AimEstuaries support multiple human needs and are currently witnessing rapid and unplanned developments thus posing threats to associated large marine fauna such as Indo-pacific humpback dolphins Sousa chinensis. In our study, we assess the influence of varying levels of anthropogenic and environmental factors on behaviour of dolphins using a major (M), minor (m) and Intermediate (I) estuarine port as reflected in their space use and time activity budgets.
MethodsThis study was conducted in 3 estuaries, Kochi, Munambam and Ashtamudi during 2012-13 using a grid-based approach. Shore based scan sampling was used to assess dolphin presence, behavior, vessel traffic and fishing intensity for 432 hrs (n=2597). Dolphin locations were plotted in GIS using reticle method. Ecological parameters such as water quality, depth, prey availability and distribution were assessed using quantitative techniques and interview surveys.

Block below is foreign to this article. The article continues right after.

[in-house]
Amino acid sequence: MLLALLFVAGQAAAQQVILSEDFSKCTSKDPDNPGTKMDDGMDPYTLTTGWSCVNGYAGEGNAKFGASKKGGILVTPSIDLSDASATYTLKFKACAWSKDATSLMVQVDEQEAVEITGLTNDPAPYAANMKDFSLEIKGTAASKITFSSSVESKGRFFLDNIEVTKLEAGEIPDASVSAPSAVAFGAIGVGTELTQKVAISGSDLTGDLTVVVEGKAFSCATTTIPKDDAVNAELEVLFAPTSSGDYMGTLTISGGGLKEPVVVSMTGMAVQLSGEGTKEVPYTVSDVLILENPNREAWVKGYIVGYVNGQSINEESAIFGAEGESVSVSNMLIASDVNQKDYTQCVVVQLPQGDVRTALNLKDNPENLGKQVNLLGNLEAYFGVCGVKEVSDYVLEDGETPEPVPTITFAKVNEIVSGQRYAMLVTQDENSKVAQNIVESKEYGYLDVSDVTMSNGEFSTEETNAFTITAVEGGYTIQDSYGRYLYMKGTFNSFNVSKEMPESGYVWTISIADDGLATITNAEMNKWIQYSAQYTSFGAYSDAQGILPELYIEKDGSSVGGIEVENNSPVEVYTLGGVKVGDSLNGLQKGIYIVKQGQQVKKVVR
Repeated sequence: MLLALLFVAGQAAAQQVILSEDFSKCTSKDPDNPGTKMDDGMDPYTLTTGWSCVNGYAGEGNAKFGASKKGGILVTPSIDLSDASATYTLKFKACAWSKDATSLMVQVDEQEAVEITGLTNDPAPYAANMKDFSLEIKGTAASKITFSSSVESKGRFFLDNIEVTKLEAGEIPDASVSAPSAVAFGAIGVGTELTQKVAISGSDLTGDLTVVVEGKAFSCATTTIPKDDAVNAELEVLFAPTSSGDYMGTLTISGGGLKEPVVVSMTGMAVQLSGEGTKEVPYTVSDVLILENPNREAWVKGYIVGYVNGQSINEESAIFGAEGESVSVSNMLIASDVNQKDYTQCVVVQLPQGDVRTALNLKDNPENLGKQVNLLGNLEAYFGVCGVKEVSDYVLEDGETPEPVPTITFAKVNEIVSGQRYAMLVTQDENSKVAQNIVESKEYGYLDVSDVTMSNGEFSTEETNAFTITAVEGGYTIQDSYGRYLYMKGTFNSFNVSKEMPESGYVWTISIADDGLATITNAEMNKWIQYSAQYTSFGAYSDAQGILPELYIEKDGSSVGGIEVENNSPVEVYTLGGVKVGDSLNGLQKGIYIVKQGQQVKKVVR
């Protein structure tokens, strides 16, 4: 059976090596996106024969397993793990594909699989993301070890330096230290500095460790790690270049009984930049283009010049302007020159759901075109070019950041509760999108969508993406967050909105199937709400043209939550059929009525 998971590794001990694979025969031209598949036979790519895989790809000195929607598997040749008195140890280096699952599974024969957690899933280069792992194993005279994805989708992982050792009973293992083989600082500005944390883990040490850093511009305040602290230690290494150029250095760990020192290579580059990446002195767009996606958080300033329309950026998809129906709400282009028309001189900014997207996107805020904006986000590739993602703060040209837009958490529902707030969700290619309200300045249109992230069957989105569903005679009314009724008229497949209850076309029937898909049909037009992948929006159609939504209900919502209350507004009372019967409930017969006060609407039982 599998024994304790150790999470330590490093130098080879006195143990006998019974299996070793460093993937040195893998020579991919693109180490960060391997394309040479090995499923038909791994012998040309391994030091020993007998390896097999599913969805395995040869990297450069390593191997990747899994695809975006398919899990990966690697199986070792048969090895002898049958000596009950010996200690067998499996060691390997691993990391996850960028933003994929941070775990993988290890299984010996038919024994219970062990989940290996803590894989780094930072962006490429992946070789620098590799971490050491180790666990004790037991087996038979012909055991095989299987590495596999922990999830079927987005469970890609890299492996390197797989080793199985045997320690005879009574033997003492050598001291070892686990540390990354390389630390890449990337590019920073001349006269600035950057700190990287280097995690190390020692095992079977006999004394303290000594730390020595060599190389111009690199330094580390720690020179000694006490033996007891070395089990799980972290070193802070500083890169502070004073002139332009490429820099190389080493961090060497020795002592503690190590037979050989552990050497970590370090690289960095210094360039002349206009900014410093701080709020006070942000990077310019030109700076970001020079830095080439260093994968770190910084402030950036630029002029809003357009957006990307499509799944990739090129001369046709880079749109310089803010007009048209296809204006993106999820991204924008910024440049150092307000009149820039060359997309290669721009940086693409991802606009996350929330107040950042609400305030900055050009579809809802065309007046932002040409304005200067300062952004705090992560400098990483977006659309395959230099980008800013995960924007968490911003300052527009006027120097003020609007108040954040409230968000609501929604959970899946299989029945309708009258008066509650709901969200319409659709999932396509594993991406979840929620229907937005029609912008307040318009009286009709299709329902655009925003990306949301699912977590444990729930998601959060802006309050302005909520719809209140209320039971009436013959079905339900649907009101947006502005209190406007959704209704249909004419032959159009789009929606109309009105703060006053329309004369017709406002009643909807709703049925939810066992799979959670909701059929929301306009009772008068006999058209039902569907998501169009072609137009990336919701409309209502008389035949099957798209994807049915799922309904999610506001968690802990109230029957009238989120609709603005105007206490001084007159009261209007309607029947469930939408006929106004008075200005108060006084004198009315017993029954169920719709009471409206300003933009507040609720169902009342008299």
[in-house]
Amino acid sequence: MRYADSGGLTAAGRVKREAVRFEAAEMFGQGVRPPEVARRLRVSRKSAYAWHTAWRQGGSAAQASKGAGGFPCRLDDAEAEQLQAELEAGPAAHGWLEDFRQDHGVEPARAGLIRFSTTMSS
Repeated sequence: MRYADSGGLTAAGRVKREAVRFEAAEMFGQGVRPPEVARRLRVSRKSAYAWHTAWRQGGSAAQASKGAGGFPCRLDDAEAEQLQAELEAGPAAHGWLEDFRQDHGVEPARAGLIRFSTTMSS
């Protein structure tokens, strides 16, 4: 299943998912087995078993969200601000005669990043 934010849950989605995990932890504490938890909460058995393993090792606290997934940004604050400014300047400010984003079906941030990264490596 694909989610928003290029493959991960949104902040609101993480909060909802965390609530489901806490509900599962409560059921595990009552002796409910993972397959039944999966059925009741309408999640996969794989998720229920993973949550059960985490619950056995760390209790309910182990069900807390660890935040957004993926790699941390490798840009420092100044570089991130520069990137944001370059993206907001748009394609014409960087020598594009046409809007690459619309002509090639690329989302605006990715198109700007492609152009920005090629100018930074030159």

ResultsDolphins occurred at levels higher than expected in I, lower in M and as expected in m. A higher number of non-fishing motororised vessels used M. Predominant activity in all 3 estuaries was foraging (M: 56%, I: 58%, m: 77%). Dolphins in M spent more time travelling (29%) as compared to m and I and displayed no milling. Milling was highest in I suggesting this area is suitable for resting and feeding. Ecological and anthropogenic determinants of dolphin use are being analysed.
ConservationResults show that dolphins seem to be behaviorally responding to changes in their habitat on a spatio-temporal scale by varying their activity budgets and space use in order to continue to persist and survive in these estuaries (high resource areas). Reduced access, however, to such high resource areas and decreased usage of the same by dolphins can threaten their survival and have serious conservation implications.